Friday, June 28, 2019

"All You Who Labor and are Burdened..."

Jesus said, "Come to me, all you who labor and are burdened, and I will give you rest. Take my yoke upon you and learn from me, for I am meek and humble of heart; and you will find rest for yourselves. For my yoke is easy, and my burden light" (Mt 11:28-30).

This way of approaching Jesus - drawn by the unimaginable depth of the love of His human heart - gives me great hope and consolation. His Sacred Heart is my refuge.

For I am one of those who labor and are burdened. Illness is part of it, of course. But it's deeper; it goes down to the core of my personality. I am a large and broken person, with "the grandeur and the misery" of being human tied together in huge knots all through my soul.

There is still so much pride in me. So much ego. Much of my burden is there. But that's not all of it. There is also something that I can no longer escape at my age: it's a real undeniable pain, like a wound, like a constraint of nature: the pain of the failure to fulfill the great potential of my own life. The fact that this failure was mostly unavoidable, due to illness and uncontrollable circumstances, does not mean that it's painless. I don't let it define me. I don't dwell on it too much. But I can't pretend it's "nothing" either.

Perhaps I now embody, in some measure, the "type" of personality that I remember hearing described in my youth with reference to someone else much older, someone with vision and achievements marred by catastrophe and frustrated by the narrow space of action that confined him thereafter: "He is a marvelous wreck of a man."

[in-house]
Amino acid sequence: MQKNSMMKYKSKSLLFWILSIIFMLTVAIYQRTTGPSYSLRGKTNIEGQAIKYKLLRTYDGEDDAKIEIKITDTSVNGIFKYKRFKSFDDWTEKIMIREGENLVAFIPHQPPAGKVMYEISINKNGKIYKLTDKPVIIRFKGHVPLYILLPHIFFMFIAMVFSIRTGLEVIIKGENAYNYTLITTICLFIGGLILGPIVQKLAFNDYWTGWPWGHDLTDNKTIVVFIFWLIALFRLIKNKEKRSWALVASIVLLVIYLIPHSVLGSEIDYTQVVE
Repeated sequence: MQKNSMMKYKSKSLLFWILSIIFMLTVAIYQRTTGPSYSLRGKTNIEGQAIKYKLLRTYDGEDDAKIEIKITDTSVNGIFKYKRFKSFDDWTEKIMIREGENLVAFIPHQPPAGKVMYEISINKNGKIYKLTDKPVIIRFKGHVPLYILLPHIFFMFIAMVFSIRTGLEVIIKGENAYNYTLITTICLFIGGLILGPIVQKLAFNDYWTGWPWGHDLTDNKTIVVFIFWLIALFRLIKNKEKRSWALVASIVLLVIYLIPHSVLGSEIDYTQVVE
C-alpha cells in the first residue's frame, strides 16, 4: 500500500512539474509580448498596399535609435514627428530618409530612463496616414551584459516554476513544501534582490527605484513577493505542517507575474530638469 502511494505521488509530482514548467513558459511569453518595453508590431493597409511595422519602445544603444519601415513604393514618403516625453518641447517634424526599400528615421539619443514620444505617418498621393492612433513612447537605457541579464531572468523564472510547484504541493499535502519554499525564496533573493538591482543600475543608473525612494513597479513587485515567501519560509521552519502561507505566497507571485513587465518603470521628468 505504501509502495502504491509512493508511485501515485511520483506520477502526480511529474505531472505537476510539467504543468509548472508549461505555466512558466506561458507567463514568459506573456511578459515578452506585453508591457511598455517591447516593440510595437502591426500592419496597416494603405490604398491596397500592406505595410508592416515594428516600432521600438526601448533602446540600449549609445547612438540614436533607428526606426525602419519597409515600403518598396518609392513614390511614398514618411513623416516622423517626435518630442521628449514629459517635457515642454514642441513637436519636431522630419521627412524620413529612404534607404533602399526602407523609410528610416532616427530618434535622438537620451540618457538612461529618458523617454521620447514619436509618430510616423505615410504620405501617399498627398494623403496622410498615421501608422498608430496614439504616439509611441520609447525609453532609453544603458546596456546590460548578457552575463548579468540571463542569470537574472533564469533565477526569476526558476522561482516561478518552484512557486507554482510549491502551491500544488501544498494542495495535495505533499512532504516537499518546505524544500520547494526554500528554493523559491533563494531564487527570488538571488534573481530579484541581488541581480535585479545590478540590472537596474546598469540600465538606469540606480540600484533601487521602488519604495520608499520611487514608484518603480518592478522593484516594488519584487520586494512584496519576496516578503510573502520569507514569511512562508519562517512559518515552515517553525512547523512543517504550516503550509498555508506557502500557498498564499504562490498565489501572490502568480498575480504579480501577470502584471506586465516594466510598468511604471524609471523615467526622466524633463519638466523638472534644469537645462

I came to know that particular man well in his last years. The description was fitting, up to a point. But his limitations humbled him and opened his heart radically to his need for God's salvation - for God's mercy. This was something new and transforming, and there was "lightening" of the burden in it; he found a measure of rest and a wisdom that he tried to communicate to others.

But the burden did not go away. Sometimes it overwhelmed him. Nevertheless, he knew he wasn't carrying it alone.

And now I find myself an "elder" with achievements and catastrophe in my past, and limitations going forward in my remaining years (none of these are as great - or as terrible - as those of my old friend from my youth, who went home to God a long time ago).

Still I remain a very "large" person, with a vast span of interests and concerns, full of aspirations and frustrations, generous but proud, broken in so many ways.

I talk too much (verbally and in writing). I always have, of course, but it's becoming more obvious as the rhetorical polish wears thin, and I'm compelled to admit it even to myself. I suppose this is for the better: it's so easy to become a crashing of cymbals, a colossal wind-bag, a bore without even realizing it.

Yet people like me are terrified of being useless, of being ignored. Here again there is pride, egotism, and vanity, but also new forms of insecurity brought by the passage of time.